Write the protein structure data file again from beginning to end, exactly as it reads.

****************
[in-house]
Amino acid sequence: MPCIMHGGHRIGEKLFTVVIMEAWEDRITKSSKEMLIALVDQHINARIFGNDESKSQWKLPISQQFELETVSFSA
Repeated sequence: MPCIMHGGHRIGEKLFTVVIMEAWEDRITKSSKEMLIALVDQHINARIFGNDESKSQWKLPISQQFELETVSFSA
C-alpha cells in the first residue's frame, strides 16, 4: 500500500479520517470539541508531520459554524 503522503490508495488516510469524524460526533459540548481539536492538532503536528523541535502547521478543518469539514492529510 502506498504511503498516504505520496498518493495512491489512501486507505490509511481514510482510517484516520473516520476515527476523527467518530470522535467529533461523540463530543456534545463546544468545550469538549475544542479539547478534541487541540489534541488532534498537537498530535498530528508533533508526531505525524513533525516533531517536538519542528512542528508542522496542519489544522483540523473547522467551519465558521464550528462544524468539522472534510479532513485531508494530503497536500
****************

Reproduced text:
[in-house]
Amino acid sequence: MPCIMHGGHRIGEKLFTVVIMEAWEDRITKSSKEMLIALVDQHINARIFGNDESKSQWKLPISQQFELETVSFSA
Repeated sequence: MPCIMHGGHRIGEKLFTVVIMEAWEDRITKSSKEMLIALVDQHINARIFGNDESKSQWKLPISQQFELETVSFSA
C-alpha cells in the first residue's frame, strides 16, 4: 500500500479520517470539541508531520459554524 503522503490508495488516510469524524460526533459540548481539536492538532503536528523541535502547521478543518469539514492529510 502506498504511503498516504505520496498518493495512491489512501486507505490509511481514510482510517484516520473516520476515527476523527467518530470522535467529533461523540463530543456534545463546544468545550469538549475544542479539547478534541487541540489534541488532534498537537498530535498530528508533533508526531505525524513533525516533531517536538519542528512542528508542522496542519489544522483540523473547522467551519465558521464550528462544524468539522472534510479532513485531508494530503497536500